Sound: Singer-songwriter-guitarist Sarah Borges has the tough-girl attitude reminiscent of Joan Jett fitted with a classic 50s rock motor and a bluesy rock veneer giving her songs on her latest album The Stars Are Out via Sugar Hill Records/Vanguard a hint of nostalgic rock. The album ships the listener right back to Ramone-stylized jukebox rock with the steely blues-rock cuts of guitarists Lyle Brewer and Borges wrapping around the punk-inspired dance grooves of bassist Binky and drummer Rob Dulaney in tracks like Ill Show You How and It Comes To Me Naturally. These tracks ring of rock nostalgia from the '50s and '60s, and give the listener a real buzz. The band drifts into reclining bluesy-toned country riffs tubing Ride With Me and in the slow reflective melodic rolls of Better At The End Of The Day. The guitar distortions slinking along the underbelly of Better At The End Of The Day gives the track a subliminal plane that moves with a will of it's own. The song Symphony is beautifully sequenced in gently curled strings, softly brushed beats, and tenderly latticed guitar strokes, which convey a heavenly aura as Borges vocals seal the tune in a breathy versing.
Borges' tough-girl style comes out strong in Do It For Free as the music is draped in 60s encrusted rock licks with sporty contours and hard rock rhythms, while Yesterday's Love has a more Motown-influenced rock like Ronnie Spector meets vintage Jerry Lee Lewis culling a jive rhythm with boogie rock. The country-rock tresses of Me And Your Ghost have guitar trimmings reflective of Roy Orbison's Tex Mex inflections, while the band's remake of Smokey Robinsons Being With You revitalizes the tune's bluesy ringlets and smooth curvaceous bends. Borges really makes this song, one of her own. Borges' band also indulges in country-marinades like the Western-country tones of Brewer's guitar in No One Will Ever Love You making the song sink into a heavy gait which is lightened by the sprigs of ghostly strings hovering over the melody. The melodic layers melt into each other molding into an unbreakable bond. Borges' band soaks their blades in 50s and 60s rock rhythms like the jive, boogie rock, and Tex Mex combined with the alacrity of vintage punk. The songs have a sporty look and a nostalgic appeal that will strike a chord with people who desire a vintage rock sound in their music. // 8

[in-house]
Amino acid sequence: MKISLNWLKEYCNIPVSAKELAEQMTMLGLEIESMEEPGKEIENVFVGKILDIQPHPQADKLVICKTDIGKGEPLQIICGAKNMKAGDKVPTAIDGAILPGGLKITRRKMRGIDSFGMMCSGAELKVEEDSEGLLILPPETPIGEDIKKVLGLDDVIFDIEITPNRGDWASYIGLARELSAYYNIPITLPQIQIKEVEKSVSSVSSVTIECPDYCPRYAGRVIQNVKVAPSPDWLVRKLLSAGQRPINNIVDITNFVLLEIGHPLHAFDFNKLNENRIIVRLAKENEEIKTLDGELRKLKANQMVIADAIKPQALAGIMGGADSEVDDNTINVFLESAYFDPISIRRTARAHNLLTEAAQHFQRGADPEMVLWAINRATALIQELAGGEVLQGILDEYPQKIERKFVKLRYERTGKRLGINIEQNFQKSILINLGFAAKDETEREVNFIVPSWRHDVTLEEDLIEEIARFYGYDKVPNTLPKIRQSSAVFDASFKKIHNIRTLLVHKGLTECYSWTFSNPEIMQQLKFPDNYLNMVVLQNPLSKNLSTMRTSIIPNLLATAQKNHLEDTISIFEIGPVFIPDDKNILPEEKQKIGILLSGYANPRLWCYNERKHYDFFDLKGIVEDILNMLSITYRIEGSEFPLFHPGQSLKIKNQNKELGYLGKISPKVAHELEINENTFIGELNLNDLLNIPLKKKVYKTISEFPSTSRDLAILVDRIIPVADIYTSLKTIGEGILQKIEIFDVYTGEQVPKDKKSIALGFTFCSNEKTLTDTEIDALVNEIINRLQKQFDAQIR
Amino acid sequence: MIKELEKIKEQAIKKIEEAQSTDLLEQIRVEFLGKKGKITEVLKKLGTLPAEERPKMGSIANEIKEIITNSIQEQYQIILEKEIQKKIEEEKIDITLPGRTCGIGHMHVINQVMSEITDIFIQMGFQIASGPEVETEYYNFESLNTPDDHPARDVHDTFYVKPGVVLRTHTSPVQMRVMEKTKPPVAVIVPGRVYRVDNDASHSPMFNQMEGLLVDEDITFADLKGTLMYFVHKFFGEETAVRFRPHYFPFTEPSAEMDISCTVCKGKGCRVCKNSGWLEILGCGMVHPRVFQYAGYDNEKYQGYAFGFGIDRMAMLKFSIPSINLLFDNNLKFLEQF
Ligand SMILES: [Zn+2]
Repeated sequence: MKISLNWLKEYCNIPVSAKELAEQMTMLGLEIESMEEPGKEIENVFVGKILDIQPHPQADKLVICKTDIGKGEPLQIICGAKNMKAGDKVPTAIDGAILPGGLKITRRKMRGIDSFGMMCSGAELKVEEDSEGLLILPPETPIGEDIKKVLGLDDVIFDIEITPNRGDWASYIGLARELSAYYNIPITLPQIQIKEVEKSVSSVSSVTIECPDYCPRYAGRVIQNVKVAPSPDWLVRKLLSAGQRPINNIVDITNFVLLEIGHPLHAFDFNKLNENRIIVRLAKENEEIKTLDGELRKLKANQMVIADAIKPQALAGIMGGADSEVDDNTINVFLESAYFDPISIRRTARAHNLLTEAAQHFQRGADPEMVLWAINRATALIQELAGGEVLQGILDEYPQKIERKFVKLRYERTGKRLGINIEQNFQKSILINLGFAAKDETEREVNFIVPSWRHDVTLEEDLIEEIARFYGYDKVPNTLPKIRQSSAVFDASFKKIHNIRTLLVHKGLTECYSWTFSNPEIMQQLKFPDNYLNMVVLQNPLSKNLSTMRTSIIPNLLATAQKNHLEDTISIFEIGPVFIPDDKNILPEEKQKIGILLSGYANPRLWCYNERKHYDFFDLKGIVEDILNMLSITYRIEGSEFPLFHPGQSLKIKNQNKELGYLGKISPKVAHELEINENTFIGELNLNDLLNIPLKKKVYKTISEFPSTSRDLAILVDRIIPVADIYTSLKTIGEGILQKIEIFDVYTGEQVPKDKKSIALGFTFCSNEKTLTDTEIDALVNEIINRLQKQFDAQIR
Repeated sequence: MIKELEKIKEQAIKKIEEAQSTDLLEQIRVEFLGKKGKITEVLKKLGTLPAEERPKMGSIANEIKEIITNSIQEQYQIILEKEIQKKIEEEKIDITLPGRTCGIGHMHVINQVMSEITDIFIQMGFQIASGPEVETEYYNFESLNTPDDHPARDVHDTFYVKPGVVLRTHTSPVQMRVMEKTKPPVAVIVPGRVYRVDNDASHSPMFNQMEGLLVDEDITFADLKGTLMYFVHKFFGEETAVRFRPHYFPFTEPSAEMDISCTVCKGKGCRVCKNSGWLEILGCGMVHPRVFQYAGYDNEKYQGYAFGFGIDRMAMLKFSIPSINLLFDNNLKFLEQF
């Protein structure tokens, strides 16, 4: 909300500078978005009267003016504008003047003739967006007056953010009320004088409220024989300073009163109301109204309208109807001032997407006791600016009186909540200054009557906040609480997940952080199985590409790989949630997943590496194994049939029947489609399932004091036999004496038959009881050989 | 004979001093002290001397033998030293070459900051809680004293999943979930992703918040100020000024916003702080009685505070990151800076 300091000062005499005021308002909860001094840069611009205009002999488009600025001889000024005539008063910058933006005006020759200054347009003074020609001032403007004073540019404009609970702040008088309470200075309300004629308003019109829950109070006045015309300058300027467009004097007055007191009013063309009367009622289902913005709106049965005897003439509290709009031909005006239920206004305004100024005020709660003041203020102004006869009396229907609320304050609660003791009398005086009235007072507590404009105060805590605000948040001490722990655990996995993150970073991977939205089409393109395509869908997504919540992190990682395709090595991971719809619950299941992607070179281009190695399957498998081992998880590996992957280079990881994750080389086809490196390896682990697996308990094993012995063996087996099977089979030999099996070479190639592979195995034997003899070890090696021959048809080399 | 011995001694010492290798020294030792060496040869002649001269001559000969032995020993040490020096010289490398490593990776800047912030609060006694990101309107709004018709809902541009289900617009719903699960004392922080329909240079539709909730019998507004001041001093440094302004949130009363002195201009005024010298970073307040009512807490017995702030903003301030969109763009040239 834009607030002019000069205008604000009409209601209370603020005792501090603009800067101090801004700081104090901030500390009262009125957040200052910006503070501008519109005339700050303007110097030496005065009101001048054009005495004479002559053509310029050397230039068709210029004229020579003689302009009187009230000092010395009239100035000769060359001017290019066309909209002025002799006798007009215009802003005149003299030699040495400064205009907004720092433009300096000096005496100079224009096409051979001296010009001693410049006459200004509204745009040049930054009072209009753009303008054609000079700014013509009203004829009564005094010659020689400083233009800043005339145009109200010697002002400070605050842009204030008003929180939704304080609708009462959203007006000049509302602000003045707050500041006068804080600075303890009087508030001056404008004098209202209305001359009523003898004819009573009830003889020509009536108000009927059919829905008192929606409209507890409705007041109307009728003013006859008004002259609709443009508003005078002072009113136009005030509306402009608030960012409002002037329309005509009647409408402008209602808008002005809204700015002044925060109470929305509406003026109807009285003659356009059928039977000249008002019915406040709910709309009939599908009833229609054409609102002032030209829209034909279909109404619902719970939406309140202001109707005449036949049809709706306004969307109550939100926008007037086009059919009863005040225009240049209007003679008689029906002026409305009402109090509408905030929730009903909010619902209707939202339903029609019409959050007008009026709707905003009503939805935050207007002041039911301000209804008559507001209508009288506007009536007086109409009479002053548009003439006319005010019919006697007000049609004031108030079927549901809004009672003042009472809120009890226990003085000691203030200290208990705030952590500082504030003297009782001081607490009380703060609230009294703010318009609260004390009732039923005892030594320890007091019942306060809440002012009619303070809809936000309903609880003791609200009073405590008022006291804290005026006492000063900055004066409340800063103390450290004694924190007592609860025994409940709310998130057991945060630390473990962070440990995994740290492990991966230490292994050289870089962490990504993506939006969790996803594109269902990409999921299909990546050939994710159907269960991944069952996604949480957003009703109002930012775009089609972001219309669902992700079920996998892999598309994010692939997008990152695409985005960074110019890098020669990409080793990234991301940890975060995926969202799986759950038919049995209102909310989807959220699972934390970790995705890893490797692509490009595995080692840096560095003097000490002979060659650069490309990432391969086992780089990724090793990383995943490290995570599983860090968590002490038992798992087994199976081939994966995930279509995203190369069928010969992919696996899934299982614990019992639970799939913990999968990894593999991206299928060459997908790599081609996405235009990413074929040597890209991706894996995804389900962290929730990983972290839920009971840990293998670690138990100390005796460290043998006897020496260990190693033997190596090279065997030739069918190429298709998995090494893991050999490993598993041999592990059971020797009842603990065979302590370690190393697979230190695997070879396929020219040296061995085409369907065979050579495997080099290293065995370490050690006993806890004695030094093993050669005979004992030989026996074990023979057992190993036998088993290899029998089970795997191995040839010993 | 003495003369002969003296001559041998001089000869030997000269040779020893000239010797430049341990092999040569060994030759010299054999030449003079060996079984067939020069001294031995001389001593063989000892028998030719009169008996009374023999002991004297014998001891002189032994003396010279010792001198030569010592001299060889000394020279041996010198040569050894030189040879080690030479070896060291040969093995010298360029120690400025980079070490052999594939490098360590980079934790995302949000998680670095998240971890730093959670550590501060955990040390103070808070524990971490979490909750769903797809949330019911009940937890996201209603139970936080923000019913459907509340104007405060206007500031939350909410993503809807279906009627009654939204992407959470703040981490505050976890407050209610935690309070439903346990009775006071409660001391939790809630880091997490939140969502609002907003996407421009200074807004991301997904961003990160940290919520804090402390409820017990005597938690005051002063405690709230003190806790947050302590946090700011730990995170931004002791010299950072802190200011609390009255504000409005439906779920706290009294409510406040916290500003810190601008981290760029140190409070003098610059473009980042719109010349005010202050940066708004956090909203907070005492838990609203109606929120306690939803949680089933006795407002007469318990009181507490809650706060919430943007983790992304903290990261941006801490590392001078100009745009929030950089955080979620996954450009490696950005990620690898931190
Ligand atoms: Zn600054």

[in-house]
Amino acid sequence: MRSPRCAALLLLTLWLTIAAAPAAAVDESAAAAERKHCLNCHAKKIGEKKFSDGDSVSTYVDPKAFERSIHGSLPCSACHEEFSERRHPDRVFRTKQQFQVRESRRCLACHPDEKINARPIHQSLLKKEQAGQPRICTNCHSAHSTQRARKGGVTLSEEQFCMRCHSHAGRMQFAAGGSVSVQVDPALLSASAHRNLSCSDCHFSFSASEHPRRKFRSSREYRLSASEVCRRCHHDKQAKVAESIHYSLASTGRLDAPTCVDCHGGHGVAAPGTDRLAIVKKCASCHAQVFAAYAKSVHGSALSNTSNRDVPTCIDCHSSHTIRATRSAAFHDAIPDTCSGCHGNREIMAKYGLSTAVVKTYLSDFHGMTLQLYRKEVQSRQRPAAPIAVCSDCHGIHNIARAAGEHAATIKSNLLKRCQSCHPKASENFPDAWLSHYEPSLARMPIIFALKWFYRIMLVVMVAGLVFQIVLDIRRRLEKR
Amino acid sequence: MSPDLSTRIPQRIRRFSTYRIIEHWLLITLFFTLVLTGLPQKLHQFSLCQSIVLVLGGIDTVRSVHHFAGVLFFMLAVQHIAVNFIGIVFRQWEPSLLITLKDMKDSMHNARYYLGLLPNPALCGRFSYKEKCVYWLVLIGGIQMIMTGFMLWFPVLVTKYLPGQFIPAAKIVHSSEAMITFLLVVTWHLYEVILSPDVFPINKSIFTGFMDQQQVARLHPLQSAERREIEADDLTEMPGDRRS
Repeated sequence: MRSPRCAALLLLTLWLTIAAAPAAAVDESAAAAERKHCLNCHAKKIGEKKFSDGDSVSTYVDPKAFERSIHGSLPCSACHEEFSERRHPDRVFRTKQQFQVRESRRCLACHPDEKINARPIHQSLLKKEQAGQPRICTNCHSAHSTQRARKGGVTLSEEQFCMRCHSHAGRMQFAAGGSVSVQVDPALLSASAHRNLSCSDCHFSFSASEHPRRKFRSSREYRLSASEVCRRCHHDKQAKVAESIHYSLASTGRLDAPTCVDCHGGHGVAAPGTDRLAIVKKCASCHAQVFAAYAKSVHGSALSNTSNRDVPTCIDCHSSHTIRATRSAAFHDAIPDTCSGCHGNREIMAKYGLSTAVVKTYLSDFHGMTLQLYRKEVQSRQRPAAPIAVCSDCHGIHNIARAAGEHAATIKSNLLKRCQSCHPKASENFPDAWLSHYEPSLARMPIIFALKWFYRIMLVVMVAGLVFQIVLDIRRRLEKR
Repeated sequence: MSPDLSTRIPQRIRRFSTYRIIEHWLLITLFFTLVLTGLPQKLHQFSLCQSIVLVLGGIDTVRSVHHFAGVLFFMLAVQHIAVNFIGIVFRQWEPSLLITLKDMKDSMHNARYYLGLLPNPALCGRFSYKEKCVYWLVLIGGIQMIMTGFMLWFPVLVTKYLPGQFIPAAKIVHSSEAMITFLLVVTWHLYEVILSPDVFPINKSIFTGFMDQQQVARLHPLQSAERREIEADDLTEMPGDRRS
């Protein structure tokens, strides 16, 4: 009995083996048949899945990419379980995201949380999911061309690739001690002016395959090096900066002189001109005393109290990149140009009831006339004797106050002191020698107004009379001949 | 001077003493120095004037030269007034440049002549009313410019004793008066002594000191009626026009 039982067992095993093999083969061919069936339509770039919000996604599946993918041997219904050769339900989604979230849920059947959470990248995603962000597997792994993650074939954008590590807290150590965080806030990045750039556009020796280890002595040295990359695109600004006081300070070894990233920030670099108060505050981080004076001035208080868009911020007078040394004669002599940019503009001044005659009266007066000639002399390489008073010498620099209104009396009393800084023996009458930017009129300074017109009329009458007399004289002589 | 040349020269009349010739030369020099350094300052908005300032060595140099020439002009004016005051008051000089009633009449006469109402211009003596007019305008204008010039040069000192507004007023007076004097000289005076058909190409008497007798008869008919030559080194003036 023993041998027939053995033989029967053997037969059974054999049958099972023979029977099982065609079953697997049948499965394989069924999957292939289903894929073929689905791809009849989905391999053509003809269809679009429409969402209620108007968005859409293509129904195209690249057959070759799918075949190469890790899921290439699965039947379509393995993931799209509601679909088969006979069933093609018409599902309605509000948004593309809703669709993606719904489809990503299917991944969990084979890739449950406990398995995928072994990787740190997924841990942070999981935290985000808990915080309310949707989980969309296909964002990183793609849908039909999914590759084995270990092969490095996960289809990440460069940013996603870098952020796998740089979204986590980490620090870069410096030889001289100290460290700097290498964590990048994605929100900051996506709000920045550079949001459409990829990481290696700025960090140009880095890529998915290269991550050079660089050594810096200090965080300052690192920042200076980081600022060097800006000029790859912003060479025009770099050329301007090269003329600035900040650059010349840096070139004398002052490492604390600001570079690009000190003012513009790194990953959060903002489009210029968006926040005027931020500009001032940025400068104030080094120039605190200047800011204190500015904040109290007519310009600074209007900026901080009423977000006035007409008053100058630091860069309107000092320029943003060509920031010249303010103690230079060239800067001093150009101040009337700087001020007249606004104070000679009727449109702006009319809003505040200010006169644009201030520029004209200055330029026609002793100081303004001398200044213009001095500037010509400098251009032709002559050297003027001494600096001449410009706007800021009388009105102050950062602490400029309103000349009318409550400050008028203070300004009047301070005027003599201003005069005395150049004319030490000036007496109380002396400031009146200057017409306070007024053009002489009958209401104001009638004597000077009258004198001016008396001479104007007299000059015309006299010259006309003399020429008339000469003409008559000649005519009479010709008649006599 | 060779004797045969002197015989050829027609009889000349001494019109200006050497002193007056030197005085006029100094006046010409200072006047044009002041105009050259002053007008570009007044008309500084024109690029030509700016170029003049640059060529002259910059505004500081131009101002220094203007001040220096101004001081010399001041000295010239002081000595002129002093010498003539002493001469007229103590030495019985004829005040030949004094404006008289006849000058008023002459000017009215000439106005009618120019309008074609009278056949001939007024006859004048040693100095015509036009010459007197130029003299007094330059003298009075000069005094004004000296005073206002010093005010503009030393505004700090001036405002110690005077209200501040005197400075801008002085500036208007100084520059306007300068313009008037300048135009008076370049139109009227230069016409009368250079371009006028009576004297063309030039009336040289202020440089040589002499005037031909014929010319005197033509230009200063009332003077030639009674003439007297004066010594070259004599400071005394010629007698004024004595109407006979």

Lyrics: Sarah Borges gravitates to lyrics that revolve around feelings of love, disillusionment and despair, which all seem to go hand in hand in her songs. In No One Will Ever Love You penned by The Magnetic Fields lead vocalist Stephen Merritt, Borges muses about feeling disillusioned, Where's the madness you promised me No one will ever love you for your honestly. In her own song with her band I'll Show You How, Borges implores her lover, Oh baby why do you want to hurt me some more.. Baby why do you treat me this way / Baby what do you want me to say Tell me that you want to go to heaven tonight / Till then, I want you to want me all over again. And in Borges own song Me And Your Ghost, she falls into despair, I think I'm gonna put on, one of my party dresses I think I'm gonna go downtown / To one of those good-time places / The kind where we used to dance and see all the pretty, pretty faces and make my choice / Stop listening for the sound of your voice / Cause I'm tired now watching through the window and standing in the rain. // 7
Overall Impression: Sarah Borges has made a name for herself as an alt-country artist, but her album The Stars Are Out puts her in whole new arena of rock filled with the likes of Roy Orbison, The Ramones, and Joan Jett. The Stars Are Out is Sarah Borges And The Broken Singles third studio album following their debut record Silver City in 2005 and their sophomore release Diamonds In The Dark in 2007. Produced by Paul Q. Kolderie (The Pixies, Lemonheads, Radiohead) and Adam Taylor, The Stars Are Out is a selection of remakes and original tunes written by Borges with many them having a nostalgic rock disposition and a bluesy rock veneer. It's an album that seems steep in the history of rock n' roll with songs that appear heavily influenced by boogie rock like It Comes To Me Naturally and others with a Western-country tilt and beer-battered rock like Better At The End Of The Day. It's an album that spends a lot of it's time in nostalgic rock blends, and only in the final track Symphony does the album start to sound more contemporary. It takes fans with a particular taste in music to embrace this record, it's no ordinary album. // 8